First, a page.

But he also finds religion a complicating factor, with the world becoming more intensely religious, not less:

In a world where eight in 10 people identify with a religious group, and where conservative forms of all major faiths — Christianity, Islam, Hinduism, Judaism — are increasingly prominent and politically salient, the outlook for radical change in social attitudes outside the West and elite enclaves in developing countries looks bleak….

People of faith should be the first to lament where their religious convictions lead to repression and violence. As a Christian, for example, it’s troubling to see Christian churches so cozy with authoritarian regimes like Putin’s “postmodern dictatorship,” or to hear that fellow evangelicals have played a role in drafting draconian legislation in Uganda targeted at the country’s gay and lesbian population.

But fortunately, Hopgood doesn’t completely espouse a radical secularism that sees no role for any but the most private faith in a world populated by people freely exercising basic rights. Recognizing that “Where strong faith meets human rights, the classic modernizing assumption — that secular rights trump religion — no longer holds,” Hopgood argues that “religious groups of all kinds have an opportunity to play a greater role in struggles for freedom from hunger and repression than they have done in the decades when secular experts in development and human rights held sway.”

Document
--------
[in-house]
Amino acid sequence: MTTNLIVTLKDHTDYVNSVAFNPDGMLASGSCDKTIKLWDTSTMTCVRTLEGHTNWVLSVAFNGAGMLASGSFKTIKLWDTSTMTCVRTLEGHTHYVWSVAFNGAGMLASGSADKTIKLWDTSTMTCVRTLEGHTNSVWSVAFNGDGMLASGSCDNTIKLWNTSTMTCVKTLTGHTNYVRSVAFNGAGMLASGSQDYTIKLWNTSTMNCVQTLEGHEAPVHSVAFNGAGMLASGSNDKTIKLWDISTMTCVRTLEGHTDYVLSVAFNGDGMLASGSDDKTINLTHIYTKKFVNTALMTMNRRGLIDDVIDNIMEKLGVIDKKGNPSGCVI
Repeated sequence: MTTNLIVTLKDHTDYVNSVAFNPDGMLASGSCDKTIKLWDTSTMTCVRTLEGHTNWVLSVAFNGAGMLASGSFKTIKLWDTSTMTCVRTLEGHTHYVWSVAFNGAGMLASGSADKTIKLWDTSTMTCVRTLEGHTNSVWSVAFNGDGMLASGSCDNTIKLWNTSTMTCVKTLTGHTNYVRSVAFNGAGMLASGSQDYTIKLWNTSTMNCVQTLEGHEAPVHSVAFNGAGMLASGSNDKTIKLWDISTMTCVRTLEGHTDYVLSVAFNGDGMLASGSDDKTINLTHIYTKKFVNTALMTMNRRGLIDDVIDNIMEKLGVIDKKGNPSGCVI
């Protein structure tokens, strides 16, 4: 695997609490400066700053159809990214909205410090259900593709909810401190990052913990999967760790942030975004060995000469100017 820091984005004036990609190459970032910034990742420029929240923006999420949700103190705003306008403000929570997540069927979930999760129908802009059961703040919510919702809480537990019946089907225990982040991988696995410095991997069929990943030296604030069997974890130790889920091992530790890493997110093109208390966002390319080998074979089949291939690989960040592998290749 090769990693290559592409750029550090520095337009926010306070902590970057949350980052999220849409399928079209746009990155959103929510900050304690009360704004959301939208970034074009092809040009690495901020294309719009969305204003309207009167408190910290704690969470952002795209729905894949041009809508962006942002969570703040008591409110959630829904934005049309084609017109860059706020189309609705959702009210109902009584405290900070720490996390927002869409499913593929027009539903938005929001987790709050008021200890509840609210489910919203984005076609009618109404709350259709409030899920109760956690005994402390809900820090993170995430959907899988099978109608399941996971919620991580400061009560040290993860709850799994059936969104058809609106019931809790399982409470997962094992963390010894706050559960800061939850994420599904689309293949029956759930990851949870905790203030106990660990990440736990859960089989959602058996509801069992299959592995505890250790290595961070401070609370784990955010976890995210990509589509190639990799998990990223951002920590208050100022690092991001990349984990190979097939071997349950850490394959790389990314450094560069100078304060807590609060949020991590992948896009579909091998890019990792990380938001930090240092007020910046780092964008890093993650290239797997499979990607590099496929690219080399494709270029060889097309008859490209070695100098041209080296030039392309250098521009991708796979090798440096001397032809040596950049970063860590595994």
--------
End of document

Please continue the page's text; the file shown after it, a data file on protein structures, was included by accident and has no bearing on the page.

In particular, Hopgood echoes most every other commentator of most every political persuasion in finding Pope Francis a figure of significant promise:

Pope Francis in St. Peter's Square, May 2013
Pope Francis in St. Peter’s Square last May – Creative Commons (Edgar Jiménez)

The church has a deeper, more powerful, more attractive and more important spiritual message to spread, he has said, surely recognizing that the weak grip of conventional Western human rights principles in individual communities is no match for the moral power of the church. The new pope’s seemingly more liberal stances on social issues and his critique of capitalism may make him a better bet for radical change — he can in principle mobilize a billion people — than the rather arid, dry and legalistic claims of secular human rights advocates.

Of course, what Francis represents isn’t really so new. Catholicism and other forms of Christianity have been mobilizing human rights advocacy at least as long as Enlightened political philosophy has; Francis himself is drawing on a Catholic social tradition that goes back at least to the late nineteenth century. Christianity motivated both support for and opposition to the apartheid that Nelson Mandela battled throughout his life.

So I’m glad Hopgood — or his editors — linked there to Elizabeth Tenety’s own Post piece, which made the even more important point that “Without Jesus, there is no Pope Francis. If Francis’s embrace of the disabled, his focus on the poor and his mercy for the sinner sound vaguely familiar, that’s because you’ve heard them before. From that Jesus guy.”


One thought on “Are Human Rights in Decline?

  1. I found this article to be well balanced and quite fair. I hope you continue to blog on this topic as you move through your class. So far, fascinating! Thank you.